A record numbers of people are visiting Loop Head Lighthouse, in County Clare, a large percentage of these visiting from the United States. So much so that they’ve extended their summer season to October 2015.
Figures for the summer season (until Aug 31) showed that 23,000 people visited the west Clare visitor attraction. That’s a 13 percent increase on the entire figure for 2014. Of these visitors 47.5 percent were Irish. The other 42.2 percent were from North America, Germany, the United Kingdom, France and Italy.
This is only the fifth years that the lighthouse has been open to the public and so far it’s certainly a success.
But what is it that draws tourists out to the tip of Loophead Peninsula.
Loophead Lighthouse is located where the Shannon River meets the Atlantic Ocean.
The original cottage lighthouse was built here about 1670. The light-keeper lived in the cottage with his family and an internal stone stairway led up to a flat stone roof where a signal light was kept burning. Part of this original building is still used and is situated beside the present tower. This ‘new’ tower was built in 1854. At that time the light was ‘fixed’ but in 1869 the present ‘intermittent’ light came into operation.
Taoiseach Enda Kenny's grandfather was a keeper at the lighthouse. James John McGinley took up duty at the Lighthouse as Principal Keeper on 16th January 1933. He spent 1 year and 10 months at Loop Head. He was transferred from the station in October 1934.
In 1871 the oil driven rotation machine for the beam was converted to electricity. In 1991 the lighthouse was automated and the days of the lighthouse keeper were over.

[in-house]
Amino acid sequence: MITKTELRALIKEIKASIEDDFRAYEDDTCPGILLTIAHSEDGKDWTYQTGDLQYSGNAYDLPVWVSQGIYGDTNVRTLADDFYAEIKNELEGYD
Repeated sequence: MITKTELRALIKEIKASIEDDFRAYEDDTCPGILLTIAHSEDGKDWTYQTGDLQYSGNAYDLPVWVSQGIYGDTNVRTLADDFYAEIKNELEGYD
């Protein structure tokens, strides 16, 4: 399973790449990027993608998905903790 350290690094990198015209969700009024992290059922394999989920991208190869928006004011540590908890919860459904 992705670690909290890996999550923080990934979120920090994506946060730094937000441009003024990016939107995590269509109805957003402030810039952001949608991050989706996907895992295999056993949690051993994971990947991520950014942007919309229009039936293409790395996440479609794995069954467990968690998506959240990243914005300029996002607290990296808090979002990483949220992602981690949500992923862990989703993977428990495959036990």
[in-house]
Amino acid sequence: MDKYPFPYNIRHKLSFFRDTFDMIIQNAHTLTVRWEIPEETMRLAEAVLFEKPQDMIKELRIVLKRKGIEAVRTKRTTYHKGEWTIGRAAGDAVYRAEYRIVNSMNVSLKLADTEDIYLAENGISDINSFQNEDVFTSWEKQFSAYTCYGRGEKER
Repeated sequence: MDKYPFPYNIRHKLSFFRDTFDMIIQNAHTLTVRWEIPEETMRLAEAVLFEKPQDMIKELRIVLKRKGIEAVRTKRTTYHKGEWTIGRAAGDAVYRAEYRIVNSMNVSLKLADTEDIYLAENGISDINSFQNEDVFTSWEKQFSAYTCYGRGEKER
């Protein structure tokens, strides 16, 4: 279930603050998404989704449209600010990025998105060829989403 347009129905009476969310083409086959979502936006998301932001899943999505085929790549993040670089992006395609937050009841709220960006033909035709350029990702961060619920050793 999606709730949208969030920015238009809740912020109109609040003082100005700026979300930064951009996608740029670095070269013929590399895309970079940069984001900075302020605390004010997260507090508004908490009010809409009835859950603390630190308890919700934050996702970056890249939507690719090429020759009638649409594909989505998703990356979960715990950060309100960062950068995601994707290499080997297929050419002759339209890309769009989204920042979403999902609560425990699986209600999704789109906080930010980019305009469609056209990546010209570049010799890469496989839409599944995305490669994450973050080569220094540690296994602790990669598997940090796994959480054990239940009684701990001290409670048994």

What’s really special for visitors to Loophead Lighthouse is that, for a small fee, they actually get to up the lighthouse tower and out onto the balcony at the top. From here they can see as far south as the Blasket Islands, in County Kerry and as far north as the Twelve Bens, in County Galway.
Outside of the perimeter wall of the lighthouse compound is a spectacular walk around the Loophead headland where you can see the remains of the wartime lookout point and the EIRE sign as well as Diarmuid and Grainne’s Leap. You may see some of the dolphins that inhabit the mouth of the River Shannon or you may be lucky and see some passing whales. This area is a Natura 2000 designated area by the EU as a Special Protection Area (SPA) for the unique bird life. The rocks in the area attract geologists from all over the world to study the unique formation.
Commenting on the success of the 2015 visitor season to date, Councillor James Breen, Cathaoirleach of Clare County Council said “The 19th century West Clare landmark is certainly benefiting from its designation as a Signature Discovery Point on the Wild Atlantic Way and as one of the Great Lighthouses of Ireland. As in previous years, its growing popularity as a visitor attraction is providing a significant boost to economic activity in the wider area."
For more visit www.loophead.ie.